The Regulators You've Never Heard of Who Are Raising Prices at the Pump
When the news reports on international organizations, big players such as the United Nations and the North Atlantic Treaty Organization usually hog all of the headlines. But that may all change by the beginning of next year when the International Maritime Organization (IMO) — an organization most Americans have never heard of — implements revised fuel standards for ships. While this may sound far removed from Americans without direct ties from the maritime industry, the Energy Information Administration (EIA) projects ripple effects on oil prices writ large with significant negative consequences for all Americans.
In 2016, the IMO agreed to lower the limit on sulfur, a key ingredient in shipping fuel, from the current maximum of 3.5 percent to 0.5 percent. IMO’s mandate, slated for implementation in 2020, was affirmed last year as members agreed on critical sulfur testing and verification issues. Despite noble sounding intentions, a significant number of oil refineries are simply unable to match these requirements. Refineries’ inability to dramatically shift toward low-sulfur blends will cause significant turmoil, leading to higher fuel prices and fewer opportunities for billions of citizens.
On January 15, the EIA projected that this new mandate would put “upward pressure on diesel margins and modest upward pressure on crude oil prices in late 2019 and early 2020.” This means that, not only will U.S. gasoline prices likely rise, but diesel fleets financed by taxpayers (ie. city bus fleets and United States Postal Service vehicles) will also experience increased costs. These onerous new rules will impact all Americans, despite being promulgated by an unaccountable global bureaucracy.
As a taxpayer-funded International Governmental Organization, IMO doesn’t exactly command media attention. For example, games played by the Organization of the Petroleum Exporting Countries get far more attention and are front and center of President Trump’s promise to lower gas prices across America. But prices are just as beholden to the maneuverings of obscure, unaccountable organizations that hold taxpayer dollars hostage.
On the surface, the IMO appears to be a harmless organization tasked with “safety and security of shipping and the prevention of marine and atmospheric pollution by ships.” But pollution reductions are achieved by changing shippers’ fuel content, making life difficult for the refineries struggling to keep up.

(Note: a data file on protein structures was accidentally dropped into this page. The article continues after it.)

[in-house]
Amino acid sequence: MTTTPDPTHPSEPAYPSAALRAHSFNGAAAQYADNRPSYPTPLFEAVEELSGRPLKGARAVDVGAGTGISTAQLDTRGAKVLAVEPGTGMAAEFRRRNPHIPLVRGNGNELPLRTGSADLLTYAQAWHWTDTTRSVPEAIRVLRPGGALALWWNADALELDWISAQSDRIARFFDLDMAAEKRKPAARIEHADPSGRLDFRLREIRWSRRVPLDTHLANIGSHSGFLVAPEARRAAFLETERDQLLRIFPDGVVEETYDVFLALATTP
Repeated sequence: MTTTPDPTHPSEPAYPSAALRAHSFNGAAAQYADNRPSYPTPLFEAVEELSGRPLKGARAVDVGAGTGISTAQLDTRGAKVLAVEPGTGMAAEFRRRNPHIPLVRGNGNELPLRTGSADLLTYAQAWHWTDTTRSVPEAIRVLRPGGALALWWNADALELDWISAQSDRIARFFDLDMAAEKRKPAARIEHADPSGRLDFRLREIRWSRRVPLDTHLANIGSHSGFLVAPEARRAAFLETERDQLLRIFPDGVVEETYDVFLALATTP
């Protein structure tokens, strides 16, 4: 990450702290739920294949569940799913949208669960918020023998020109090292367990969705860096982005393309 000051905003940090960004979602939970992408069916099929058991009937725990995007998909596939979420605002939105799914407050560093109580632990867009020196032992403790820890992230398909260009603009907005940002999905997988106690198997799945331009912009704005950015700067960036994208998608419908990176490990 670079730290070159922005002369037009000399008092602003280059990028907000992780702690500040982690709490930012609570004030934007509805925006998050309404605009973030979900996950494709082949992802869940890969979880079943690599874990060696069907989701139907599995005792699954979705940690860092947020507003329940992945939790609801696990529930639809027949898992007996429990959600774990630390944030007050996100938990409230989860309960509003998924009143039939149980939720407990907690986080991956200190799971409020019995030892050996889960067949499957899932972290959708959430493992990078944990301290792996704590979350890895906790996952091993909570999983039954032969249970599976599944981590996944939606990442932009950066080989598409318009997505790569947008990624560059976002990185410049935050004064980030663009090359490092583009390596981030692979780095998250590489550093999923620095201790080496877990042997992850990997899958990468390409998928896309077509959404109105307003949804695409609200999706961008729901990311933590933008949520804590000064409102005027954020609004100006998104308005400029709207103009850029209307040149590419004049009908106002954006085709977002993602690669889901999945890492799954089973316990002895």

Shippers, who currently make up around 5 percent of global demand for oil, will likely have to switch over to diesel or gasoil to comply with the 2020 mandate. This change in demand will lead to pressure for refineries to ramp up production of sulfur and gasoil. Except that, for many refineries, this simply can’t be done in the required time frame. As economist Philip K. Verleger explains in a recent report, “As many as half of world refineries cannot produce fuel that meets the new regulation… They cannot reprocess a high-sulfur diesel fuel to a low-sulfur diesel because their facilities are inflexible.”
Verleger goes on to explain that, while some refineries could survive the transition by processing a different type of oil (called “light sweet” crude), supply is limited and primarily comes from conflict-ridden Nigeria. By virtually putting all the oil eggs in one basket will, at the very least, increase disruptions, making it difficult for many refineries to keep their head above water.
Mr Verleger’s grim prognostications are now confirmed by the EIA’s recent warnings of the “large implications for the volumes of petroleum products produced.” A similar scenario happened in 2007-2008, when excessive bidding on low-sulfur fuels caused the price of oil to skyrocket. If many refineries lose out on the scramble and close, the gap between supply and demand will only grow with prices further hiked.
To officials at the IMO and many environmental advocates, these developments are a necessary tragedy to wean the maritime industry off dangerous pollutants. Health activists claim that sulfur caps can save more than 100,000 lives because of lower air pollution, although that number is strongly disputed. But if shippers no longer have any use for high-sulfur fuels, demand (and prices for certain blends) will certainly nose dive. Perhaps companies in heavily polluting nations will buy up supplies for cheap, merely shifting around pollutants to areas with denser populations.
Something similar happened when the United States adopted the Acid Rain Program in 1990, leading to a collapse in price for coal with high-sulfur content. While sulfur-dioxide emissions collapsed in the United States, China and other developing nations simply bought up cheap, dirty American coal, and imported the resulting pollution. As a result, costs were increased on American consumers, with no net environmental benefit, a pattern that could well be repeated.
With the world’s oceans a “global commons,” merely shifting pollution elsewhere would do nothing to make the problem better. And to the billions of people stuck with a new, gargantuan gas bill, the IMO’s decision makes life far more difficult. By committing to more open markets and lower tax burdens, the IMO can clear the air and promote opportunity for all.
Ross Marchand is the director of policy for the Taxpayers Protection Alliance.